Hairless mice fed with a special diet (named HR-AD) show atopic dermatitis (AD)-like pruritic skin inflammation that is almost completely resolved with the supplementation of an unsaturated fatty acid (UFA), the linoleic acid (LA). This suggests that the dietary deficiency of LA is the key cause of this dermatitis. However, because there is no appropriate control diet for HR-AD, the involvement of other dietary ingredients cannot be ruled out. Furthermore, it has not yet been tested whether only UFA deficiency can cause such AD-like pruritus. In this study, using semi-purified custom diets, we attempted to reproduce this syndrome. Four-week-old hairless mice were maintained on a widely used standard diet American Institute of Nutrition-76A (AIN-76A), its modifications, or HR-AD. Several modifications of fat and carbohydrate components revealed that dietary deficiency of both UFAs and cornstarch was required to induce severe skin barrier dysfunction as typically occurred in HR-AD-fed mice. An UFA- and cornstarch-deficient diet caused severe AD-like pruritus comparable to HR-AD, despite weak Th2 immune responses and absence of immunoglobulin E production. On the other hand, a diet lacking UFAs but containing cornstarch significantly alleviated the development of pruritic dermatitis. Furthermore, the supplementation of wheat starch similarly improved skin barrier function. In conclusion, this study showed that a lack of certain starches might also be the cause of diet-induced AD. Our findings could help to reproduce the diet-induced AD itch model and also provide evidence that certain starches can have protective and ameliorative effects on AD-like pruritus.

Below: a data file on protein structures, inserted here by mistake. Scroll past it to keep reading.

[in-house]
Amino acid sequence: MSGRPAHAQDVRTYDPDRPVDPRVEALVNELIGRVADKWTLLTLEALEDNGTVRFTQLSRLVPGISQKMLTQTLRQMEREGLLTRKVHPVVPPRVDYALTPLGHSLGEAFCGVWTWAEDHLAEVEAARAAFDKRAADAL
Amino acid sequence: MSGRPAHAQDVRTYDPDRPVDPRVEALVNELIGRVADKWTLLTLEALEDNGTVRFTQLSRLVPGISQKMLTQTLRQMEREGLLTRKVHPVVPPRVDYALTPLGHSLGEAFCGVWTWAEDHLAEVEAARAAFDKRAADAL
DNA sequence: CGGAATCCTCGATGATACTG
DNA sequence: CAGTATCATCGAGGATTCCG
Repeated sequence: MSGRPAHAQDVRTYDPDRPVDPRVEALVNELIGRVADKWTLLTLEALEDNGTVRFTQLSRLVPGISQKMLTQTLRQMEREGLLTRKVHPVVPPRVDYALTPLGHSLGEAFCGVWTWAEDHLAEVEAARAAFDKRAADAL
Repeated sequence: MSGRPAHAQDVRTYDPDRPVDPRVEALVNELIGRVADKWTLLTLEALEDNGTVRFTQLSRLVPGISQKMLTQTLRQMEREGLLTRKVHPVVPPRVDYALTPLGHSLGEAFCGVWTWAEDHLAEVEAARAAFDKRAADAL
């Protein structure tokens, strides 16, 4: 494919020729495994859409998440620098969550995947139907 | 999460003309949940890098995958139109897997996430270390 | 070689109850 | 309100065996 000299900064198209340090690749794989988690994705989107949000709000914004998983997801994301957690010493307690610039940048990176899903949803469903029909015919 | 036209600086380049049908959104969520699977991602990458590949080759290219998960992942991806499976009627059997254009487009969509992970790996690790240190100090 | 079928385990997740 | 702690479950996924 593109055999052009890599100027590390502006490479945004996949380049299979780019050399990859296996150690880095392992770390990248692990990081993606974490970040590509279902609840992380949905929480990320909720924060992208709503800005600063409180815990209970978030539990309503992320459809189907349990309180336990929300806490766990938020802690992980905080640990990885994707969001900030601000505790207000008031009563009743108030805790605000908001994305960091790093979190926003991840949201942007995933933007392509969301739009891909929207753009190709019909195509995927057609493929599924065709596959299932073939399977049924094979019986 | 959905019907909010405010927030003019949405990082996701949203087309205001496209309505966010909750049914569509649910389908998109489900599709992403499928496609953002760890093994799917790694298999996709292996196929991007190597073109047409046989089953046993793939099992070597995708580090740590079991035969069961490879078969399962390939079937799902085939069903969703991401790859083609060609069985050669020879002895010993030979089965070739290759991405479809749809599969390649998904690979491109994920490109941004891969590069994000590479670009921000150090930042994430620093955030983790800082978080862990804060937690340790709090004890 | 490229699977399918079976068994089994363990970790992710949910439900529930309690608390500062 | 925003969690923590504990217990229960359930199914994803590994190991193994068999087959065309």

Keywords: atopic dermatitis; cornstarch; dietary deficiency; hairless mice; unsaturated fatty acids.
© 2014 John Wiley & Sons A/S. Published by John Wiley & Sons Ltd.